Visit the Hagia Sophia– This is such an amazing structure with a fascinating history. It was originally built as a Christian Basilica almost 1,500 years ago. Built for the Greek Orthodox Christian Church, the columns were imported from an ancient temple in Ephesus and also from Egypt. Emperors were actually crowned here. When the Ottoman’s conquered the city in the 1400s, they turned the Hagia Sophia into a mosque and covered the religious icons and mosaics. In 1935 it was declared a museum by the government and some of the icons were uncovered until just recently, when it was converted back into a mosque under the order of the current president.It’s like the Hagia Sophia suffers from an identity crisis! Non-Muslims are permitted to visit for free after removing shoes and covering shoulders (and heads for ladies). There are still a very few original Christian frescoes that can be seen hidden behind curtains. This was such an interesting place to stand inside of.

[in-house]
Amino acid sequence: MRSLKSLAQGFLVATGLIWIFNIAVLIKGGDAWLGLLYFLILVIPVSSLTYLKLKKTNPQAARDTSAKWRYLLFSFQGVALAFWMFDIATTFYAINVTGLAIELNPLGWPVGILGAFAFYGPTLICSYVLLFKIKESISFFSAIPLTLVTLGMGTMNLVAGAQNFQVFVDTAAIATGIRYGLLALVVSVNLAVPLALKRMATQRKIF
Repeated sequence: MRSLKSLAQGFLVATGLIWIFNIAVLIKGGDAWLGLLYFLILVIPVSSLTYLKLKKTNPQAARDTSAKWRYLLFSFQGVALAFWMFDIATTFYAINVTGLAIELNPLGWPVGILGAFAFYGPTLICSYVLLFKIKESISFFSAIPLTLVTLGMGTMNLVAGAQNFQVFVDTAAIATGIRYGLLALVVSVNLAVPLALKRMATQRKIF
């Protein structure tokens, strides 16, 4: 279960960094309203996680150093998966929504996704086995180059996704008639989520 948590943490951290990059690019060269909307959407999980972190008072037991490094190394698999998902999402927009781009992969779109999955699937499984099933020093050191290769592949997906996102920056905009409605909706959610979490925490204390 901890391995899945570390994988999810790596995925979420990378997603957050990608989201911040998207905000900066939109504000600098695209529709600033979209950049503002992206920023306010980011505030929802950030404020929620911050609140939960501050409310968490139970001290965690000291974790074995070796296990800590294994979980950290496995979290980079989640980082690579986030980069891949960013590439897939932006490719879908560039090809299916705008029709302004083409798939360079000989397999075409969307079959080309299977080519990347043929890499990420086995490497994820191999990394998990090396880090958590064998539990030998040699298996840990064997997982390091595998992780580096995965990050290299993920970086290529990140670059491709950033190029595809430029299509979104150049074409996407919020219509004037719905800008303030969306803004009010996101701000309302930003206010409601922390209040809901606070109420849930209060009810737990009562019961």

Take a Boat Ride on the Bosphorus– We took a narrated boat ride with Bosphorus Tour that included hotel pick up for $25 pp. There were many other boat rides for a similar price that crowded people onto their boats like the E train during rush hour in midtown.. the boat we took was a yacht and limited the amount of guests. The trip included a stop on the Asian side of Istanbul where you could get fried rice and wonton soup. Just kidding. You can score a unique homemade yogurt only found in that area made with goat and sheep milk. Of course I tried it. I wish we could get it shipped home…. It was that good. The boat ride was really cool and included snacks and drinks. The ride was about 2.5 hours-3 hours.